The Black Experience in the Civil War South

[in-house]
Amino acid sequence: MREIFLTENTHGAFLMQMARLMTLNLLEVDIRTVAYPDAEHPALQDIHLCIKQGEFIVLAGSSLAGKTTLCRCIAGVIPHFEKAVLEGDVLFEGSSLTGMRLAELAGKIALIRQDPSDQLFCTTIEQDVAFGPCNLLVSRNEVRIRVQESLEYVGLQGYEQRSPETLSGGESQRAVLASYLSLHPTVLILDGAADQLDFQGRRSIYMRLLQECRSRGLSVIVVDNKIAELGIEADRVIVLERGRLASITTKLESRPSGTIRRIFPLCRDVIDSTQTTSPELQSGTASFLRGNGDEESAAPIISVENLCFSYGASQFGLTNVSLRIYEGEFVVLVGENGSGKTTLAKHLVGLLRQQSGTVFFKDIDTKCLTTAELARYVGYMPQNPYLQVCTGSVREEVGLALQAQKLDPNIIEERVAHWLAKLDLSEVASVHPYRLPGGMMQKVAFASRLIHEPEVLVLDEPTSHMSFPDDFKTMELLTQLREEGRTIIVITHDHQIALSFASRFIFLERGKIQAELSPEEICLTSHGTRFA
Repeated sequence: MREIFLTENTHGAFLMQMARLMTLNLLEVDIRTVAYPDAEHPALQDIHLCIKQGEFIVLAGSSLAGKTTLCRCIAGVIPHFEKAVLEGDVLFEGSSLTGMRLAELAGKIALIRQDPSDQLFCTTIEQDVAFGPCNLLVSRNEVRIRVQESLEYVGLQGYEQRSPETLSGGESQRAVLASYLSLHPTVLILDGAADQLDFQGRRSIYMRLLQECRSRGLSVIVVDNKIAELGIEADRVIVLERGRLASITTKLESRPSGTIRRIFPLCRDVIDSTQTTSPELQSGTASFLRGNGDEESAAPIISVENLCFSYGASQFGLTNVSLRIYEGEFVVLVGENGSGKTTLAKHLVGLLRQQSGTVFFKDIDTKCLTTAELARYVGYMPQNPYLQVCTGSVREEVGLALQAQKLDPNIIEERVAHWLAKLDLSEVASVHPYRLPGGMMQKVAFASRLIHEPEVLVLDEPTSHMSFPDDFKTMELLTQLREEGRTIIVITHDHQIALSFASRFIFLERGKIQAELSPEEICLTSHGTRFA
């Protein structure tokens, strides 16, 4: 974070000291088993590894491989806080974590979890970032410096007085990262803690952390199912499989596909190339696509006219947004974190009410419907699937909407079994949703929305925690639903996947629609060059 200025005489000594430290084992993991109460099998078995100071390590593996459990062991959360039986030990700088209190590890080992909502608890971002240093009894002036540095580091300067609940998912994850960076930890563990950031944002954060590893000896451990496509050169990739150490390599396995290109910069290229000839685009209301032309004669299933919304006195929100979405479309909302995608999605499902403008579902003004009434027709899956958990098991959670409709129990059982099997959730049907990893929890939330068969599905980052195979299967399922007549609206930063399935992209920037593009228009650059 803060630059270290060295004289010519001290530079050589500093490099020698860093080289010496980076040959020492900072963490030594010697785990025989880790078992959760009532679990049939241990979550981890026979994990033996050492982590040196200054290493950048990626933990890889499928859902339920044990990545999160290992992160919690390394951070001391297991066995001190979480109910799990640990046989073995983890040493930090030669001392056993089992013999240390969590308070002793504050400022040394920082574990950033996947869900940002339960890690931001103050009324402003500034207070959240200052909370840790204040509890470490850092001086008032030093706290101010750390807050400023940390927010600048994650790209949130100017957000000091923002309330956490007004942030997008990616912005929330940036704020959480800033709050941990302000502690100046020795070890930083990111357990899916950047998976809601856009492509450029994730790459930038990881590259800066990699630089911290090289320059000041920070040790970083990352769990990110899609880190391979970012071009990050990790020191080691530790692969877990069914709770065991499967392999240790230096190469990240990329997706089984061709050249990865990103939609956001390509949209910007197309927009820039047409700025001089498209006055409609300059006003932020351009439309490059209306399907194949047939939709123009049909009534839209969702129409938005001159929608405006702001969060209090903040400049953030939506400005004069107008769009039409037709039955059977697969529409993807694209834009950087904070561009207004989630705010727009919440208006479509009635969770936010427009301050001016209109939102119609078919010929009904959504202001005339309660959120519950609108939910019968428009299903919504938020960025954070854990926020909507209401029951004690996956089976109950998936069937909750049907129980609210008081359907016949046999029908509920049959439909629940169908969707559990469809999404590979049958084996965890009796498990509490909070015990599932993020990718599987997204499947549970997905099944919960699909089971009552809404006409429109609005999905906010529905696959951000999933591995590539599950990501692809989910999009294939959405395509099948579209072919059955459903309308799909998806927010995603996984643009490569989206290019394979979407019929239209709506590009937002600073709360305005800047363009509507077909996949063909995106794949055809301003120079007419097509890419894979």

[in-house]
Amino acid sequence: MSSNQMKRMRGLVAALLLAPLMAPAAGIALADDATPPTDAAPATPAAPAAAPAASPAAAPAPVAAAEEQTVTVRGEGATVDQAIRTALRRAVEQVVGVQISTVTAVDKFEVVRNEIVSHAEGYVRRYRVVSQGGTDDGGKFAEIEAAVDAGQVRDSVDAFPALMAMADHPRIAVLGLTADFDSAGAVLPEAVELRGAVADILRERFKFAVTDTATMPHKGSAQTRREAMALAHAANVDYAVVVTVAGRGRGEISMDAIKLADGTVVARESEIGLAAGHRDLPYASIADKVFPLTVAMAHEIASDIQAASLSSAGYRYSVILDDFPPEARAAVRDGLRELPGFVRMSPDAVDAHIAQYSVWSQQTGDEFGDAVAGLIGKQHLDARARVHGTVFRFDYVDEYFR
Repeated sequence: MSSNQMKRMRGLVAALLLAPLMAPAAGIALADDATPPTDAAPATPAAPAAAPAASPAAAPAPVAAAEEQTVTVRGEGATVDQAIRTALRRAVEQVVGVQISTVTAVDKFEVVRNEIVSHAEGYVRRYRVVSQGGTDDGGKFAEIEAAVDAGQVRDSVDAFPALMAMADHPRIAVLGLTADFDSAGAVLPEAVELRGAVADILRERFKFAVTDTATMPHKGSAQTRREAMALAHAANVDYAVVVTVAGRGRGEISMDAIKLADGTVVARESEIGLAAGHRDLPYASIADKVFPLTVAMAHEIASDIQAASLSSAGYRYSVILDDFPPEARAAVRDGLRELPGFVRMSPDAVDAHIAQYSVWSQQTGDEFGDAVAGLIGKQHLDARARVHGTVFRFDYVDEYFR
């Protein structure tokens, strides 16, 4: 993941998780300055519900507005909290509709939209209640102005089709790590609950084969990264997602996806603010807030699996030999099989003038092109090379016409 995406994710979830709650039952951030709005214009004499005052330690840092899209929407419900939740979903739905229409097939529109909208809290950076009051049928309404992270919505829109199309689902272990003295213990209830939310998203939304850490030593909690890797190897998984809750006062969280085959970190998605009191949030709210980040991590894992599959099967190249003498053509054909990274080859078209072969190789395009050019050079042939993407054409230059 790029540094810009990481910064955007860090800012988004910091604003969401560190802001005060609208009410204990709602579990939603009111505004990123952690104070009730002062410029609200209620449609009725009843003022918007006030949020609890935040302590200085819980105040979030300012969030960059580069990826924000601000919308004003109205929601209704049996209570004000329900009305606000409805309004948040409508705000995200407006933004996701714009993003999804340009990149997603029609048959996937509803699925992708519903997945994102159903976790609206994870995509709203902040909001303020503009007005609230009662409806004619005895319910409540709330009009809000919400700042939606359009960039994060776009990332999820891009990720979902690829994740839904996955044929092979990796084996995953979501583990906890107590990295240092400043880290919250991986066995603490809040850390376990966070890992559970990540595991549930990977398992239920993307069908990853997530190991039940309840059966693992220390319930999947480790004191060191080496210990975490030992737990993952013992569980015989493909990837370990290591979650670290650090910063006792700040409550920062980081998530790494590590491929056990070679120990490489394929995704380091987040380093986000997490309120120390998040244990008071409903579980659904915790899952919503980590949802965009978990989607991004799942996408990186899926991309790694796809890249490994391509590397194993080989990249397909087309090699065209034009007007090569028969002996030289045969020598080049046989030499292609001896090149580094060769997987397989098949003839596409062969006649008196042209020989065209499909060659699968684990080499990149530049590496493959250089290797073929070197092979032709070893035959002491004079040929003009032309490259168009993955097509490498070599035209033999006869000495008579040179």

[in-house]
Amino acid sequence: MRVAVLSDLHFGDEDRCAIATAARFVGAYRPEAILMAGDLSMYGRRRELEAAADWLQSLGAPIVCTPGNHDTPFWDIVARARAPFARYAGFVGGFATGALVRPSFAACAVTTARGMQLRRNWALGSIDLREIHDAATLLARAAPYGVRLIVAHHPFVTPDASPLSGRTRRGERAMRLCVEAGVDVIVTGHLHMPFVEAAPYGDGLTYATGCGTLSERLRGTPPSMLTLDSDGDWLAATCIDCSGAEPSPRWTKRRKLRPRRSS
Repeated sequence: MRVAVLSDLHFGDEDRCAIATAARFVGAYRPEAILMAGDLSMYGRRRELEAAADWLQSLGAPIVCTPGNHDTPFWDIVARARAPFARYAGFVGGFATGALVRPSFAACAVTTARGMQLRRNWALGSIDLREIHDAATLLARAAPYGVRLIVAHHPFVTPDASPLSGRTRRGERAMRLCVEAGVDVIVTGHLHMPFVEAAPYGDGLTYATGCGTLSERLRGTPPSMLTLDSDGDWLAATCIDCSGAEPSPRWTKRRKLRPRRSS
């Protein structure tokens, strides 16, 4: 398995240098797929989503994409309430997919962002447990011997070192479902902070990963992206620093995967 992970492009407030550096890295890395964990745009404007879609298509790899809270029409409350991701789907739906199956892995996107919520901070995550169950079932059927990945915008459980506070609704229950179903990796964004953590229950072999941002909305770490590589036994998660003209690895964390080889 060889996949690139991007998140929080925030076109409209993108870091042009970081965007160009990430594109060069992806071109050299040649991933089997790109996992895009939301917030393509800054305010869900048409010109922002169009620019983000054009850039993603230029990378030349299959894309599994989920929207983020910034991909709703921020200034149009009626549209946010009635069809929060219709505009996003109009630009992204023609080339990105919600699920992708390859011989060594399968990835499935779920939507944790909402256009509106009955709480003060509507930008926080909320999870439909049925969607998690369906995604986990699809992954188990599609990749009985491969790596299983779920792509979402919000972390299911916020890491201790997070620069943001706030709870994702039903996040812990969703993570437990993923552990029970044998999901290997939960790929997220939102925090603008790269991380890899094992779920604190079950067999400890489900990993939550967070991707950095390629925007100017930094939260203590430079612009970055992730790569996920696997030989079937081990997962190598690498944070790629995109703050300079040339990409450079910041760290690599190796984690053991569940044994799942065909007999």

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Large numbers of slaves worked for the Confederate war effort as wagon drivers, munitions factory workers, and officers' body servants. But contrary to popular wisdom, the number that actually bore arms for the Confederacy was negligible. The Black Experience in the Civil War South is the first comprehensive study of the Southern blacks'wartime experience to appear in a generation. Incorporating the most recent scholarship, this thematically organised book does justice to the richness of its subject, looking at the lives of black men, women, and children in the Confederate states and the non-seceding Southern states; at blacks on farms and plantations and in towns and cities; and at blacks employed in industry and the military. Drawing on memoirs, autobiographies, and other original source materials, Stephen V. Ash details the experiences of blacks who took up residence in Union contraband camps and on free-labour plantations and those who enlisted in the Union army. Most significantly, this revealing study deals not only with those who gained freedom during the war but also with those whose freedom came only after the conflict's end. About the Author STEPHEN V. ASH is a professor of history at the University of Tennessee in Knoxville. His published works include When the Yankees Came: Conflict and Chaos in the Occupied South, 1861-1865 (UNC Press, 1995); A Year in the South: 1865 (HarperCollins, 2004); and Firebrand of Liberty: The Story of Two Black Regiments That Changed the Course of the Civil War (W. W. Norton, 2008). He lives in Tennessee.